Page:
Once Mike Schmit attended a Cushman scooter convention, he was hooked.

Schmit had read about such events in a magazine, and that was enough to spark some interest. Now he’s a member of the Cushman Club of America, and he’s been attending conventions for 20 years.

“It’s like coming to a family reunion,” Schmit said. “I know people from all over many states that I’ve got acquainted with so I just enjoy it.”

Schmit is one of hundreds of visitors who have hit Paris with a wave of the 20th century machines this week as the Cushman Club of America hosts its National Cushman Scooter Convention at Love Civic Center.

Club members kicked off their nearly weeklong event Monday with a parade and group picture in Paris’ Historic Downtown Plaza. There, Lamar County Chamber of Commerce President Paul Allen welcomed the club and thanked its members for choosing Paris for the meet.

“To have a national convention for so many different people from so many different places, it’s great for our city,” Allen said. “And it’s going to have an impact because these folks are going to be shopping here. They’re going to be eating here. And it’s just good.”

The club has not gone unnoticed as members take to their scooters to tour the town. Commenting on The Paris News Facebook page, Linda Ellis said she noticed the club after “about eight to 10 came buzzing by our house on West Washington Street.” Betsy Mae Cottonwood also wrote that she “saw some whiz by earlier.”

“Pretty nifty contraptions,” she wrote.

Cushman scooters got their start in 1903 in Lincoln, Nebraska, by Everett and Clinton Cushman, according to the Nebraska State Historical Society. The company began production of its four-stroke Husky engine in 1922, and it began making Auto-Glide scooters in 1936. Colin Shattuck, author of “Scooters: Red Eyes, Whitewalls and Blue Smoke,” tells the story of how Cushman scooters became a favorite mode of transportation before and after World War II, and of the military’s use of Cushmans, which included the Model 53 that was designed to be dropped by parachute with airborne troops.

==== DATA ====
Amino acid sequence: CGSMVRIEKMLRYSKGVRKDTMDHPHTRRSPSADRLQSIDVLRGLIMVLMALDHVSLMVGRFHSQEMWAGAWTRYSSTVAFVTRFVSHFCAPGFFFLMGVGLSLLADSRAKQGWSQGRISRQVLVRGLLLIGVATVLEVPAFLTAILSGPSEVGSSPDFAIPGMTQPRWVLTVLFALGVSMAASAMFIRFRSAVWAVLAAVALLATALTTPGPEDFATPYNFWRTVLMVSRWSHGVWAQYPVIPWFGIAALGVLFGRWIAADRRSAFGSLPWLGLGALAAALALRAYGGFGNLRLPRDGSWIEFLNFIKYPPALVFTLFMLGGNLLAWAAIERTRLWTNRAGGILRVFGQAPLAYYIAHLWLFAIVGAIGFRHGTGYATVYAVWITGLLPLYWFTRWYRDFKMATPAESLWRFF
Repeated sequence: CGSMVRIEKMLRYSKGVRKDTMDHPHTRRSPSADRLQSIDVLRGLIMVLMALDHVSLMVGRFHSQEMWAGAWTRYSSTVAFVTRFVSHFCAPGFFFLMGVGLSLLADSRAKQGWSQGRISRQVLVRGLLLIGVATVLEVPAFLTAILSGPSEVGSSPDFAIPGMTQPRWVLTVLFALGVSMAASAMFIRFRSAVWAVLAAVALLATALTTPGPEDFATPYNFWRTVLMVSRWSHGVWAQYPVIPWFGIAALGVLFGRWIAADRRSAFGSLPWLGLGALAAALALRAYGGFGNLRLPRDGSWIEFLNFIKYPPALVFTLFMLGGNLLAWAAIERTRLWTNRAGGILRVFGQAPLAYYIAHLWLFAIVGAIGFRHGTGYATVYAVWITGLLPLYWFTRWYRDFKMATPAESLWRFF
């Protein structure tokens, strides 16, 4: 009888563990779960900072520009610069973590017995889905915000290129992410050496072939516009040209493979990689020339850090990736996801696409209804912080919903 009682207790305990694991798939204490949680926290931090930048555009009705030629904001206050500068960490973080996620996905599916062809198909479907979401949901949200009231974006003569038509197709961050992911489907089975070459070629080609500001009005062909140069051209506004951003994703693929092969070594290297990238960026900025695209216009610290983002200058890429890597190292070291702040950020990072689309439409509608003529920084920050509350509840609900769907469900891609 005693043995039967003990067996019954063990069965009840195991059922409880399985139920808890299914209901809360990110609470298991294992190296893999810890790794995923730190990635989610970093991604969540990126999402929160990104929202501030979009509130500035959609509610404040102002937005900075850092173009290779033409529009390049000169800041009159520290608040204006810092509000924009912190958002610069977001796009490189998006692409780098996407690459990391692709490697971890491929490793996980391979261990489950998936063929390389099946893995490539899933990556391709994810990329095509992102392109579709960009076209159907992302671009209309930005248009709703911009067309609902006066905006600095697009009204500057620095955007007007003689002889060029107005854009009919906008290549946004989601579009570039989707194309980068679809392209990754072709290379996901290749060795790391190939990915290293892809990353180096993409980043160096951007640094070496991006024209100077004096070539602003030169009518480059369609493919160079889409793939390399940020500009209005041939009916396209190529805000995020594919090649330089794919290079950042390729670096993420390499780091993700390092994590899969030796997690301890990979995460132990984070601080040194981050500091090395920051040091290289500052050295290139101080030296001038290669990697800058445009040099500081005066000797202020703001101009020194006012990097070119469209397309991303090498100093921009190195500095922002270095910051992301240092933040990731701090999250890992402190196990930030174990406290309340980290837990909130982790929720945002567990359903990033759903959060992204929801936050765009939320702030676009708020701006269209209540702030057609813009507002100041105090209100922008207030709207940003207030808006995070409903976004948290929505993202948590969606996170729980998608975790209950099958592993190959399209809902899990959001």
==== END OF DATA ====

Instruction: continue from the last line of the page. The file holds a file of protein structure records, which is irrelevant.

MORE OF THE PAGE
Cushman scooter models also include the Eagle, produced for about 16 years, the “turtle back” Model 50 and 60, and the Highlander. Ladies of the convention who rode Highlanders, known as the Highlander Honeys, were scheduled to parade from the Love Civic Center on Monday to Magels Restaurant with police escort.

Selling scooters and scooter parts to fellow enthusiasts, vendors were set up throughout the Love Civic Center’s parking lot.

The atmosphere of fellowship is what keeps Schmit coming back for more, even after two decades of scootering about.

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